Meaning of catbird in English:


Pronunciation /ˈkatbəːd/


  • 1A long-tailed American songbird of the mockingbird family, with mainly dark grey or black plumage and catlike mewing calls.

    Two genera and species, family Mimidae

    ‘Not only is the Cape flush with cardinals, towhees, mockingbirds, catbirds, goldfinches and woodpeckers, its birds of the shore entice many a visitor here.’
    • ‘We saw lots of catbirds, blackbirds, mockingbirds, cardinals, crows, and grackles.’
    • ‘Although first cousin to the melodious mockingbird, a catbird's song is seldom musical.’
    • ‘Of course, we spotted starlings, pigeons, doves, catbirds, grackles, blackbirds, cardinals, robins, blue jays, and mockingbirds, along with the expected three species of woodpecker.’
    • ‘Robins, hummingbirds, catbirds, thrushes and even a grouse or two, usually not attracted by seed feeders, are drawn to this water in our backyard garden.’
    • ‘Among birds that can be attracted in the summer are brown thrashers, catbirds, robins, thrushes, waxwings, woodpeckers, orioles, cardinals, towhees and grosbeaks.’
    • ‘I'll bet if we put meal worms out on a platform - as some folks do during the winter for bluebirds - robins, catbirds and others would gobble them up!’
    • ‘The most famous mimic in this family is the northern mockingbird, followed closely by the gray catbird, which is so-named because of its ability to imitate the mewing of a cat.’
    • ‘She saw many colorful birds that she knew only from the books she studied: a cardinal and its mate, a cowbird, a catbird, two blue jays, and what she thought was a titmouse.’
    • ‘I don't understand how so many other people are able to feed their catbirds and orioles.’
    • ‘Round the list out with the expected sparrows, cardinals, crows, starlings, doves, and catbirds, and you've got a nice hour of birding.’
    • ‘Cardinals and catbirds enjoy whatever the pear tree has to tempt them.’
    • ‘It is probably catbirds' habit of flicking dead leaves aside with their bill that exposes catbirds to questing ticks.’
    • ‘This aged tree knows that the only invitation catbirds need to start building their nests is a sturdy bush where they can find shelter and a place to raise a family.’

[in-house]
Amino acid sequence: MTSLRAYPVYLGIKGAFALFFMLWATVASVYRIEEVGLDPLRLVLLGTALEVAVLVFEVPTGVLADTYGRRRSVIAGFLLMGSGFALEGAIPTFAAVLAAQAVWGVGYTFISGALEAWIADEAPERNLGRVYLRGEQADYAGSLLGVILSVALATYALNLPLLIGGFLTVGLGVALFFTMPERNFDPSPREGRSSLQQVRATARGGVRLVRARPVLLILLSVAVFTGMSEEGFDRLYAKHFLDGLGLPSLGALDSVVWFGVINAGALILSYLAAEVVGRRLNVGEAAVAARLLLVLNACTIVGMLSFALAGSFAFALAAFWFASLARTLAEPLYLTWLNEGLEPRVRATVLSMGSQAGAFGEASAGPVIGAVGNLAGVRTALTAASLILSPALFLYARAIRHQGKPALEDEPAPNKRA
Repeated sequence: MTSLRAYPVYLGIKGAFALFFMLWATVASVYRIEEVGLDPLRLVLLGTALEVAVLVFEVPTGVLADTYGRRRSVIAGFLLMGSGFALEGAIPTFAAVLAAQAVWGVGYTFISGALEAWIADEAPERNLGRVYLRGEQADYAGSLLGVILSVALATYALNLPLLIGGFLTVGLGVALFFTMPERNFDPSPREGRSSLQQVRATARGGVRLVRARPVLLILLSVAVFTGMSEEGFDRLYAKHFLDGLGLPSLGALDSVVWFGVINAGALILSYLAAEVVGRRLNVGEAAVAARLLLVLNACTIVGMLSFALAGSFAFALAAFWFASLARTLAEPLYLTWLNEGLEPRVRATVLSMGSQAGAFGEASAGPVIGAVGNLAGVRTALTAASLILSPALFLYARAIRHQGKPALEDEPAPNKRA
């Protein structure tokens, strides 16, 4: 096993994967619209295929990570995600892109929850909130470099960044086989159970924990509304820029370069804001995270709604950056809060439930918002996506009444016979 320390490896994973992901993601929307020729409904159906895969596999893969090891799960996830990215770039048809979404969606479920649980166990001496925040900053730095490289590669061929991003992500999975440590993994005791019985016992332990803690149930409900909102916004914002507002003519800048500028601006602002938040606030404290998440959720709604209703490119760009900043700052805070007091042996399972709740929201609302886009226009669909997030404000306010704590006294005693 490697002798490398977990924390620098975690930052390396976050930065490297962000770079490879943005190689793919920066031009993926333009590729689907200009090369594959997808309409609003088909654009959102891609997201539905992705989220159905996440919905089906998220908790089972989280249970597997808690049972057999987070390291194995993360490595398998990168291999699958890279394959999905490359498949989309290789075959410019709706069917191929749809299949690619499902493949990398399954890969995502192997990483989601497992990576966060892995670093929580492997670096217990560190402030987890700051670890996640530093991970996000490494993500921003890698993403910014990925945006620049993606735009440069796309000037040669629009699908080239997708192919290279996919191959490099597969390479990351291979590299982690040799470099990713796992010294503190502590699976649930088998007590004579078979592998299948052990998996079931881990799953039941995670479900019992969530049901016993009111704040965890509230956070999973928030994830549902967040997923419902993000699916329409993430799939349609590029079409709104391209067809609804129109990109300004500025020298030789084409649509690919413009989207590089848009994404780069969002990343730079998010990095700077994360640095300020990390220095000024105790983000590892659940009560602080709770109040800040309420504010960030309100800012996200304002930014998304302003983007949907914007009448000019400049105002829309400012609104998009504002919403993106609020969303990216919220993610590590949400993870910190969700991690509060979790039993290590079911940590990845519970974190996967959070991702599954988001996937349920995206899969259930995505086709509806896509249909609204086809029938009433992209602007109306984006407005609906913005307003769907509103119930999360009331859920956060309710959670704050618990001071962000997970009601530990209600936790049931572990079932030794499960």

• ‘Where there are briars or large, dense shrubs, catbirds are sure to be present.’
    • ‘Instead of a symphony of song, we were treated to little more than the mewling of catbirds.’
    • ‘We predicted, based on the egg mimicry hypothesis, that robins and catbirds would eject white cuckoo eggs and accept mimetic blue cuckoo eggs.’
    • ‘She and her colleagues collected a total of 30 individuals from among gray catbirds, Swainson's thrashes, and wood thrashes.’
    • ‘For the record, we also saw lots of catbirds, sparrows, and other New York birds of summer.’
    • ‘Because catbirds inhabit such dense shrubby areas and are more likely heard than seen, I am often surprised by how many people tell me that their favorite bird is the catbird.’
  • 2A thickset Australasian bird of the bowerbird family, having a loud call like a yowling cat.

    Genus Ailuroedus (and Scenopoeetes), family Ptilonorhynchidae: several species


    in the catbird seat
    North American informal
    • In a superior or advantageous position.

      • ‘we'll stay in the catbird seat in international agriculture’
      • ‘For several years, design professionals sat in the catbird seat, able to parlay personnel shortages in a boom market into significant pay and benefit packages.’
      • ‘They enjoy being in the catbird seat, perched at a high elevation, with a commanding view of a vast expanse of open air, high above the landmass below.’
      • ‘‘Michael wants to know how the view is up there in the catbird seat,’ Norris replied.’
      • ‘Today founders are in the catbird seat when investors come calling.’
      • ‘The police are in the catbird seat, but do not seem to realize it.’
      • ‘In fact, everything about the insurance company suggests they know they're in the catbird seat.’
      • ‘Sooner or later the customer will need brakes or shocks or a major service and suddenly the dealer is in the catbird seat.’
      • ‘Magazines have weathered the on-line storm, as it were, and are back in the catbird seat.’
      • ‘Observers say that today's ride not only puts him in the catbird's seat, but in great shape for a seventh consecutive Tour de France win.’
      • ‘For now, though, he's in the catbird's seat again, doing what he does best: coach the ball team.’
      • ‘‘This is a triumph of his, not a desperate, tragic failure,’ she said by phone, recounting that she was sitting in her husband's chair he called his catbird seat in the Rockies.’
      • ‘The catbird seat can't remain vacant, but who is there to fill it?’


      Said to be an allusion to a baseball player in the fortunate position of having no strikes and therefore three balls still to play (a reference made in James Thurber's short story The Catbird Seat).